How to Make Kentucky Fried Chicken

For years, people have been trying to duplicate Colonel Sanders' original recipe for Kentucky Fried Chicken. It's not the secret seasonings that prevent success, it's the risk involved in using the pressure cookers KFC uses to fry chicken. But if you use a certain method, you can get the flavour and texture of Kentucky Fried Chicken without trying to use a pressure cooker at home.

Soak 2.27kg. of chicken pieces in 1/2 gallon of water mixed with 5 tablespoons of salt for an hour. Beat two eggs in a bowl and mix in 2 cups of milk. Mix 4 cups of flour, 2 teaspoons of Accent, 2 teaspoons of flour and 2 tablespoons of salt in a 1-gallon plastic zippered bag.

Put 1 inch of soybean oil in a large pan or skillet. Preheat the pan over medium heat.

Remove the chicken from the salt water and dry it off with paper towels. Put one piece of chicken in the plastic zippered bag of flour mixture, close the bag and shake it until the piece of chicken is covered. Remove the chicken from the bag and dip it into the bowl with the milk and egg mixture. Put the chicken back in the bag of flour mixture and shake it until it's completely covered. Repeat these steps with each piece of chicken.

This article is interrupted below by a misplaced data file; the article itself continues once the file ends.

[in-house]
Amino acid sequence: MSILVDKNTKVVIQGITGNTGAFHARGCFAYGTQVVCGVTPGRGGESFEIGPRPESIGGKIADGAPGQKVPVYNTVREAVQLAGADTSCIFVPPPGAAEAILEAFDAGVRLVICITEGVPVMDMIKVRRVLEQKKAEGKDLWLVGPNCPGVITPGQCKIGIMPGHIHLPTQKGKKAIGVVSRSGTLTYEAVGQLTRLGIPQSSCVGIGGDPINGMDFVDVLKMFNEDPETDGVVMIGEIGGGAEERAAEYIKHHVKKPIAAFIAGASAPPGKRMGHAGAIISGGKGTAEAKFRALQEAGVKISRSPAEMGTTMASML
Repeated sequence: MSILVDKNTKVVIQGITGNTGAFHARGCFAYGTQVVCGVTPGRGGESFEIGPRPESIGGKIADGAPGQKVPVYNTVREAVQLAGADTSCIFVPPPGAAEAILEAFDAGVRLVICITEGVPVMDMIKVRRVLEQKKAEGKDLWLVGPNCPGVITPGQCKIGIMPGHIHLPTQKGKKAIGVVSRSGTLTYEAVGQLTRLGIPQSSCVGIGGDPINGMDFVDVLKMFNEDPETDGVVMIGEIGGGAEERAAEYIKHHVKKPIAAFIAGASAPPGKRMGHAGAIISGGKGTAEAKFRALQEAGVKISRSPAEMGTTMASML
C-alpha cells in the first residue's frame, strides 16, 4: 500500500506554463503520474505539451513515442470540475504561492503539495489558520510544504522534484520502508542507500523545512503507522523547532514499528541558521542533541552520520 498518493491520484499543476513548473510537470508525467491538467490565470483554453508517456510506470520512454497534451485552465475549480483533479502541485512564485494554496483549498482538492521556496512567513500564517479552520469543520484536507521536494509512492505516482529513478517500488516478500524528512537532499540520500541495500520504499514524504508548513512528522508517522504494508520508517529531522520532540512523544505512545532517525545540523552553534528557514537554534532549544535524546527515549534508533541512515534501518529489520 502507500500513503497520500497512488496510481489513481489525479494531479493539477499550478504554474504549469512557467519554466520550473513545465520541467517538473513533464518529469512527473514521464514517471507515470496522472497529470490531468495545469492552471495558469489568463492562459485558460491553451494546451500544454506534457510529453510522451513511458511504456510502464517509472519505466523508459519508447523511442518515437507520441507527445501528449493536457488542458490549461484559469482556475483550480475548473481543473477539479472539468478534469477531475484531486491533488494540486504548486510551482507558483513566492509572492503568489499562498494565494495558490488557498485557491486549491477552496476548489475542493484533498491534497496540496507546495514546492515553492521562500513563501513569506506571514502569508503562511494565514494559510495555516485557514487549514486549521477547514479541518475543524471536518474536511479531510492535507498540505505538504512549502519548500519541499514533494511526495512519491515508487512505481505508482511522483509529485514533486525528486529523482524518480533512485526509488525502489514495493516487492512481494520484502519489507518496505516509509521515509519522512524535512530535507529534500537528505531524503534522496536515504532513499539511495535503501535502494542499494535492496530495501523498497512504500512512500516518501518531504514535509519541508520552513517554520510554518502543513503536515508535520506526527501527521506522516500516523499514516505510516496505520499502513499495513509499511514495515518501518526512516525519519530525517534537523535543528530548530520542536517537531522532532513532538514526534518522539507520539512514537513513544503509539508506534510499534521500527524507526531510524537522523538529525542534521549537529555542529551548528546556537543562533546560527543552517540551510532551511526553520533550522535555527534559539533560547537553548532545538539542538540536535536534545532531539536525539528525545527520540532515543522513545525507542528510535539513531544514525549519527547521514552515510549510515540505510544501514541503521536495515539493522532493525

Place enough chicken in the preheated frying pan to fill the bottom of the pan. Cover the pan and let the chicken cook for a half hour, turning the chicken every 5 minutes.

Check the centre of a large piece of chicken to make sure it's done--in other words, no pink remains. Remove the cooked chicken from the pan and place it on a platter covered with paper towels to absorb the oil.


Use a deep fryer set at 350 degrees instead of a frying pan. Fry a few pieces at a time covered for 20 minutes. Turn the chicken occasionally during cooking.

Things You'll Need

  • 2.27kg. chicken parts
  • 1/2 gallon water mixed with 5 tablespoons salt
  • 2 cups milk
  • 2 eggs
  • 4 cups flour
  • 2 teaspoons Accent seasoning
  • 2 tablespoons salt
  • 2 teaspoons black pepper
  • Soybean oil
  • Large covered frying pan
  • Paper towel
  • Bowl
  • Gallon-size plastic zipper bag
  • Platter or large plate
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About the Author

Cathryn Whitehead graduated from the University of Michigan in 1987. She has published numerous articles for various websites. Her poems have been published in several anthologies and on Whitehead has done extensive research on health conditions and has a background in education, household management, music and child development.